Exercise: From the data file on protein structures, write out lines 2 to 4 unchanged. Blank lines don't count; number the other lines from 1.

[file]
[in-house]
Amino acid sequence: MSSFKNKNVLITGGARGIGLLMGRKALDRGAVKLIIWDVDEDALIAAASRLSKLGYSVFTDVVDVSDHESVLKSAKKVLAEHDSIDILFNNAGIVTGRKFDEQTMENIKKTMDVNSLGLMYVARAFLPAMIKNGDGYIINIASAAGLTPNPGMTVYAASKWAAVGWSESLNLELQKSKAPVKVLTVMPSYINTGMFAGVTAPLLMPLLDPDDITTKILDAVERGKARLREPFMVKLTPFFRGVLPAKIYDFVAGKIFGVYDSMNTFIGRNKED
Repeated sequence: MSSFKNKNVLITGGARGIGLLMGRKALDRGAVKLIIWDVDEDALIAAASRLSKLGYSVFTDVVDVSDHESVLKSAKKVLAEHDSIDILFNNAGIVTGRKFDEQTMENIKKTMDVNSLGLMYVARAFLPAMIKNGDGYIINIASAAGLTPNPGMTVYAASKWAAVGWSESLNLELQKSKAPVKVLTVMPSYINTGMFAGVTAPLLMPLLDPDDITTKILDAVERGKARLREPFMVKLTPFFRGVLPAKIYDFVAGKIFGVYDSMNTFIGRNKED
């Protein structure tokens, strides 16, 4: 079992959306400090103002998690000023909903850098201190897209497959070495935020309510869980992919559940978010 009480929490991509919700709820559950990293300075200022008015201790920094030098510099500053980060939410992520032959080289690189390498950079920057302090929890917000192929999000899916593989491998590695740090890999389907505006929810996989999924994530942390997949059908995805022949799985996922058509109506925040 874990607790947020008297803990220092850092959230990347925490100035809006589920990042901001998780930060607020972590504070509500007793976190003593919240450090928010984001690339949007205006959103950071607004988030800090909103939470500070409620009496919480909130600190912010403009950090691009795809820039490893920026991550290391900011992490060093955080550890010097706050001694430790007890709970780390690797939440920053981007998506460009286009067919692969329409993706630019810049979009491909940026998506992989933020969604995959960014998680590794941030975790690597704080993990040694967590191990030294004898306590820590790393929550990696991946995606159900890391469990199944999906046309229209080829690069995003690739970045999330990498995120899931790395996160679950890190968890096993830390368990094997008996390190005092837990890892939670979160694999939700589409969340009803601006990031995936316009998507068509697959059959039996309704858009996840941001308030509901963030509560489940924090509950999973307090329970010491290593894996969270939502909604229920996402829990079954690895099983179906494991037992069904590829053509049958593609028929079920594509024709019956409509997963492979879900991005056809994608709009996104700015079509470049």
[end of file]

Amino acid sequence: MSSFKNKNVLITGGARGIGLLMGRKALDRGAVKLIIWDVDEDALIAAASRLSKLGYSVFTDVVDVSDHESVLKSAKKVLAEHDSIDILFNNAGIVTGRKFDEQTMENIKKTMDVNSLGLMYVARAFLPAMIKNGDGYIINIASAAGLTPNPGMTVYAASKWAAVGWSESLNLELQKSKAPVKVLTVMPSYINTGMFAGVTAPLLMPLLDPDDITTKILDAVERGKARLREPFMVKLTPFFRGVLPAKIYDFVAGKIFGVYDSMNTFIGRNKED
Repeated sequence: MSSFKNKNVLITGGARGIGLLMGRKALDRGAVKLIIWDVDEDALIAAASRLSKLGYSVFTDVVDVSDHESVLKSAKKVLAEHDSIDILFNNAGIVTGRKFDEQTMENIKKTMDVNSLGLMYVARAFLPAMIKNGDGYIINIASAAGLTPNPGMTVYAASKWAAVGWSESLNLELQKSKAPVKVLTVMPSYINTGMFAGVTAPLLMPLLDPDDITTKILDAVERGKARLREPFMVKLTPFFRGVLPAKIYDFVAGKIFGVYDSMNTFIGRNKED
């Protein structure tokens, strides 16, 4: 079992959306400090103002998690000023909903850098201190897209497959070495935020309510869980992919559940978010 009480929490991509919700709820559950990293300075200022008015201790920094030098510099500053980060939410992520032959080289690189390498950079920057302090929890917000192929999000899916593989491998590695740090890999389907505006929810996989999924994530942390997949059908995805022949799985996922058509109506925040 874990607790947020008297803990220092850092959230990347925490100035809006589920990042901001998780930060607020972590504070509500007793976190003593919240450090928010984001690339949007205006959103950071607004988030800090909103939470500070409620009496919480909130600190912010403009950090691009795809820039490893920026991550290391900011992490060093955080550890010097706050001694430790007890709970780390690797939440920053981007998506460009286009067919692969329409993706630019810049979009491909940026998506992989933020969604995959960014998680590794941030975790690597704080993990040694967590191990030294004898306590820590790393929550990696991946995606159900890391469990199944999906046309229209080829690069995003690739970045999330990498995120899931790395996160679950890190968890096993830390368990094997008996390190005092837990890892939670979160694999939700589409969340009803601006990031995936316009998507068509697959059959039996309704858009996840941001308030509901963030509560489940924090509950999973307090329970010491290593894996969270939502909604229920996402829990079954690895099983179906494991037992069904590829053509049958593609028929079920594509024709019956409509997963492979879900991005056809994608709009996104700015079509470049």